Dentsu Aegis Network’s Asia-Pacific director of marketing and communications, Laura Green-Wilkinson, is the new vice chair. Together with Nguyen and IAB Singapore’s CEO Miranda Dimopoulos, the trio will form the executive committee.

Green-Wilkinson said: “IAB Singapore is key to the growth of the digital industry in the region and is an invaluable resource for education, research, and leadership. It was incredibly rewarding being involved last year and 2018 will be even more successful with our new strategy.”

Most Aussies Don’t Know How Apps Use Their Data

More than 90% of Australians are not sure, or only partly understand, how major apps use or share their data.

Some 94.6% of those using Apple apps were either “not sure” or “somewhat understand” how the iPhone maker used or shared their personal data, revealed a study by Roy Morgan Research.

In addition, 94.3% of Twitter users said likewise about the microblogging service, while 94% said so for Instagram, 93.7% for Snapchat, 92.8% for Messenger, 91.9% for Google, and 90.9% for Facebook.

Roy Morgan CEO Michele Levine said: “The issue of data privacy online has been running hot for some time now, since it was revealed British data analytics firm, Cambridge Analytica, harvested tens of millions of Facebook users’ accounts to precisely target advertising to help elect U.S. President Donald Trump.”

The research firm’s study last week also revealed that 92% of Australians said it was unacceptable for organisations to collect financial data to tailor ads and offers, while 89% said companies should not skim contents of messages or email to do likewise.

Few, however, would act on their concerns, with 54% rarely, or never, reading terms and conditions of online services before signing up for them.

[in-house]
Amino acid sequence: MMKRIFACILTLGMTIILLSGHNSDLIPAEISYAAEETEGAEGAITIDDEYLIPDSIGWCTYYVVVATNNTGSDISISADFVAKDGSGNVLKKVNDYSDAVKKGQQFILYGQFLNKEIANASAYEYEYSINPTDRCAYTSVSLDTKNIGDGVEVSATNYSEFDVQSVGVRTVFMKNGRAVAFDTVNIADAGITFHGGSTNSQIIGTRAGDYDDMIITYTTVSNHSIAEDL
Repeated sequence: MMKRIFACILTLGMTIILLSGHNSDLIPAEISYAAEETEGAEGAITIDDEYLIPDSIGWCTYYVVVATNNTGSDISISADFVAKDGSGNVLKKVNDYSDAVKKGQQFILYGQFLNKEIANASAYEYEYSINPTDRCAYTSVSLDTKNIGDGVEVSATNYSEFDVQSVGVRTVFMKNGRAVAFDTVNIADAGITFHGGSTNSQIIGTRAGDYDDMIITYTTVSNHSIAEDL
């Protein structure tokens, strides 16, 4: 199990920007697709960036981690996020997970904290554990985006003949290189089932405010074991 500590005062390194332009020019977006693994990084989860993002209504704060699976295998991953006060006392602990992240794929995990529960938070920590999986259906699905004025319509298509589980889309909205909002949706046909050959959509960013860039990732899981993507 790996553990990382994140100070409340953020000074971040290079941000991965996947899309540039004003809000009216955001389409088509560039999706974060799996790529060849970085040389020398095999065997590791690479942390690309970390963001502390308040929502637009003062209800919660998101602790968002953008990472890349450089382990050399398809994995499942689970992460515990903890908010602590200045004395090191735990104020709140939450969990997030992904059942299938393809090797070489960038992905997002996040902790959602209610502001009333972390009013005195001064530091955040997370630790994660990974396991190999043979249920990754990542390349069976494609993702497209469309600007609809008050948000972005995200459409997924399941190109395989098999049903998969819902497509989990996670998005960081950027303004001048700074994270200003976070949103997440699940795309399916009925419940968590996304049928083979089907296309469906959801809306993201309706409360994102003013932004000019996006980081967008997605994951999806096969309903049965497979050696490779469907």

Sizmek Offers Bundled Programmatic Dynamic Creative Ads

The ad-tech firm has unveiled a suite of bundled programmatic creative offerings touted to help brands and agencies more easily push out personalised ads at scale.

Sizmek said these included different bundle options such as creative production services, media execution, and dynamic creative optimisation tools. It hoped that the suite of offerings would fuel the adoption of “creative-led programmatic buying” in Asia-Pacific.

There also was an artificial intelligence (AI) option, which used machine learning to power a product recommendation engine to predict the types of offers that would most appeal to consumers and when to push the offers. The AI bundle also included “smart grid” technology, which Sizmek said “dynamically creates” ad formats, layouts, and messaging that changed for each impression and ad format.

The vendor said it tapped AI to “fuse creative, data, and media” so a brand’s values were “optimally expressed”, while leveraging the precision targeting and massive scale of programmatic.

Sizmek’s Asia-Pacific general manager, Damien Thomson, said: “People are bombarded with more than 3,000 marketing messages a day, and they are frustrated by this tsunami of irrelevant marketing. With this bundled offering, we aim to make it easier for brand advertisers and agencies to launch and deliver personalised ads in Asia, deploying a mix of data, rich media technology, and programmatic media-buying software.”

The bundle has been launched in all Asian markets including Singapore, Indonesia, Australia, and Japan.

AANA Reviews Gender Guidance for Ads

The Australian Association of National Advertisers (AANA) has updated the country’s Code of Ethics Practice Note to help advertisers understand its guidance around gender stereotyping.

Specifically, the new guidance applies to Section 2.1 of the code that prohibits advertising that “discriminates against or vilifies a person on the basis of gender” and other bases, including age, ethnicity, and sexual preference.

It also highlights examples of gender stereotyping that are in breach of the code, for example, showing family members creating a mess while a woman is the only one cleaning it up. Ads showing men trying and failing at basic parental or household tasks also may violate the code.

The industry group’s director of policy and regulatory affairs, Simone Brandon, said: “AANA’s new guidance aims to reinforce responsible advertising and provide greater guidance to advertisers and agencies, so that they don’t unwittingly reinforce negative stereotypes.

“Advertisers should take care to avoid suggesting a particular role is exclusively performed by men or women”, Brandon said.